Alameda Library Dated Policies

For the most part, the Alameda City library serves its purpose well, but today I encountered something that surprised me given all the other technology the library has deployed. The reality though is that it was not a limitation of the technology at all. It was a dated policy being enforced by librarians with little interest in serving customers. Given the technology already deployed, the experience I had picking up a book reserved in my daughter’s name should never have happened.

The Story

A few weeks ago we put a hold request on a book for our daughter, for pick up in the main library branch. We have been doing the same thing for our son for a while now, and then popping over there at the weekend to pick up the books as they become available. This weekend though, the only time we have available to pick up books would be Sunday morning, and they are closed on Sunday mornings. So, I made a special trip over there this afternoon to pick up the book before the hold expires next Wednesday.

I picked up the book, and went to check it out, but I don’t have my daughter’s library card, so the self-checkout would not let me take the book using my card. Fair enough. Where the system failed so badly is that the librarian would not resolve this simple issue. Instead insisting that without the card I could not check the book out. It was not that they could not check it out, it was that they would not do it because of a library policy.

Electronic Cards

The Alameda library is equipped with some very high tech tools. The self-checkout machines read the book IDs from RFID tags affixed inside them. The entire catalog is online, the reservation system is online. We can renew books online. Recently they even added the option to pay fines online. And yet, to check a book out they need to have a physical plastic card, although I suspect the self-checkout machines would work with a photocopy of the barcode.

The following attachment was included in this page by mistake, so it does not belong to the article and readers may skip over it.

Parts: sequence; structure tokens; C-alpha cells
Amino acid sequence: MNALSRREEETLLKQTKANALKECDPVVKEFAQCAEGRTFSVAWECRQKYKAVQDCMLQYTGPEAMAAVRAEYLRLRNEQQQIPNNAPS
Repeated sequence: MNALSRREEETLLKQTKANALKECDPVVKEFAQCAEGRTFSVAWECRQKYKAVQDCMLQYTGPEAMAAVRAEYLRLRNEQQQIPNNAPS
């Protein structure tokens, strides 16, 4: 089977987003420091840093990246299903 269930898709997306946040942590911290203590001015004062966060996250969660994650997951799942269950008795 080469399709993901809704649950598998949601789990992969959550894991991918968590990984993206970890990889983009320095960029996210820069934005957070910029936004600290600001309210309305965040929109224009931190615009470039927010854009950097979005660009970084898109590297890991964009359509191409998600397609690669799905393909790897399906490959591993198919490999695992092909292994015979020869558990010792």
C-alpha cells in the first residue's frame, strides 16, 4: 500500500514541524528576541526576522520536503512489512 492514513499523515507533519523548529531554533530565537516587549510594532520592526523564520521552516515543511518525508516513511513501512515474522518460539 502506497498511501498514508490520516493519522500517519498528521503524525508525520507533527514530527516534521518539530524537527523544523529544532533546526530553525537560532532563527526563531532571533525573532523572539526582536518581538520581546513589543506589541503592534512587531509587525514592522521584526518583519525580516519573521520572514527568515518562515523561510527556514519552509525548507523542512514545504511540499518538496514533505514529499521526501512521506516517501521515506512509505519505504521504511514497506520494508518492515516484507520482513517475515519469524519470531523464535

At a time when we can pay for things using our phones, board planes using electronic boarding passes on our phones and even unlock hotel rooms with them, it seems beyond belief that to check a book out of the library I would need a plastic card. Why does the mobile site, which is able to show me the card number, and all the other information about the account, not include an on-screen barcode to check books out with?

Cards Are Not Security

Possession of a physical card is not security. The cards are easily lost or stolen. I do have a library account, complete with a username & password, that I log in to when I need to renew books, place requests, etc; that account could easily be used to check books out as well. Why can I not simply log in at the self-checkout? Or enter the username & password at the librarians counter to authenticate the account?

The answer, of course, is that there is nothing technically preventing any of those things. All that prevents it is a combination of dated library policies and librarians with little interest in resolving issues. I spoke to a person who, it was claimed, was the library manager. To be honest, I’m not sure whether he was, or whether that was just a ruse by the lady at the front desk. I also filled out a feedback form, but it had no spaces for contact information, nor even a space for my name. I seriously doubt those forms make it further than the office shredder.

Technology vs Policy

I understand that technology moves fast and that with limited budgets it is not always easy to keep up with it. That is clearly not the case here: Alameda’s library has surprisingly modern technology, but it appears they have not considered updating their policies to take full advantage of it.

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